Textbook Rentals Go Into Hypergrowth: Bookrenter Says Revenues Are Growing 725 Percent

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The textbook rental market is heating up as school season gets in full swing. Chegg recently made its first acquisition of CourseRank, and Barnes and Noble is also playing in the space. College textbook rental startup BookRenter is also taking part in this growing market, reporting 725 percent growth in revenue from textbook rentals since last September. The company says that revenue is expected to be in the range of $20 to $50 million in 2010. Of course, this is still behind competitor Chegg, which is expected to see revenues in the range of $130 million this year.

Like its competitors, Bookrenter wants to be the Netflix of textbook rentals. By renting textbooks, Students are able to save money by loaning textbooks for a fixed duration, usually a semester, and end up spending only the fraction of the cost of outright purchases. The system is simple: a student searches for a book on the website using a title or ISBN, and places an order by selecting a rental period and delivery option. The book(s) are delivered complete with return UPS labels for easy shipping.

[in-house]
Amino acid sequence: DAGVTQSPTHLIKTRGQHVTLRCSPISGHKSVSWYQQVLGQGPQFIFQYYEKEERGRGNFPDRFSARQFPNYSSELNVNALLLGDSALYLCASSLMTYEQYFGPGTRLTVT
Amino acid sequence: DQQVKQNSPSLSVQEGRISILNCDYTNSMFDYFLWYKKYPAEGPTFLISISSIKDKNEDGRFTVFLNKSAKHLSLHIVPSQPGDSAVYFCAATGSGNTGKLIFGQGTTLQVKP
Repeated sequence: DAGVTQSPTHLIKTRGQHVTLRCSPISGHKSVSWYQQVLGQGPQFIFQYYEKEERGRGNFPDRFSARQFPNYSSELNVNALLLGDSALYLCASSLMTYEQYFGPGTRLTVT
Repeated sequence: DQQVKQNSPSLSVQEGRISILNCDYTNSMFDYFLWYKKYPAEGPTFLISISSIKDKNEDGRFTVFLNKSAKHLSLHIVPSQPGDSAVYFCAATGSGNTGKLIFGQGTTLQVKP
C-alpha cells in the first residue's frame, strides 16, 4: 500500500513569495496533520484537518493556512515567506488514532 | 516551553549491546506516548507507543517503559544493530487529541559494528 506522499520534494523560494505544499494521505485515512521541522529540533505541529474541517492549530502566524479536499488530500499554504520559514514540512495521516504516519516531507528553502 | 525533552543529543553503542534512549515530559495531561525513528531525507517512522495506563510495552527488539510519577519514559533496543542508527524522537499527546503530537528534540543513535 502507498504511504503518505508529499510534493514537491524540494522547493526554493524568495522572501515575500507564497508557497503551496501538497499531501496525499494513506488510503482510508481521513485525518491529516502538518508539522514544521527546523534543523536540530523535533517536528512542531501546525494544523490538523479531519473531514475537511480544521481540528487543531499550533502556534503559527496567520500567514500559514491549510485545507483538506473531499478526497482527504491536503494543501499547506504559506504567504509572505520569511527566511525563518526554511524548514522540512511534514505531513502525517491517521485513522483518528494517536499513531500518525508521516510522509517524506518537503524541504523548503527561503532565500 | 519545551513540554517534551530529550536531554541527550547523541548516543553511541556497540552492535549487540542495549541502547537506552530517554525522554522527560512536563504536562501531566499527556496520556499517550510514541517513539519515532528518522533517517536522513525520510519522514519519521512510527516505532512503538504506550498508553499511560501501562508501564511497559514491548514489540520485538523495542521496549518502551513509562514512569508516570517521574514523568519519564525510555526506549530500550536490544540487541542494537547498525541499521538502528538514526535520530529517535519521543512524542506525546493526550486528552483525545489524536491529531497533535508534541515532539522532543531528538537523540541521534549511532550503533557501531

BookRenter also partnering with a number of colleges to set up a virtual rental store on their sites. Partners have access to the same selection of textbooks available on BookRenter’s site (which are electronically sourced from the largest textbook suppliers.) Since March, BookRenter has partnered with 260 campus bookstores, serving over 3.2 million students.

Of course, BookRenter, which just raised $10 million in new funding, is playing in a competitive space. But from the way Chegg and Bookrenter are growing in terms of sales, there cloud be plenty of revenue to go around.

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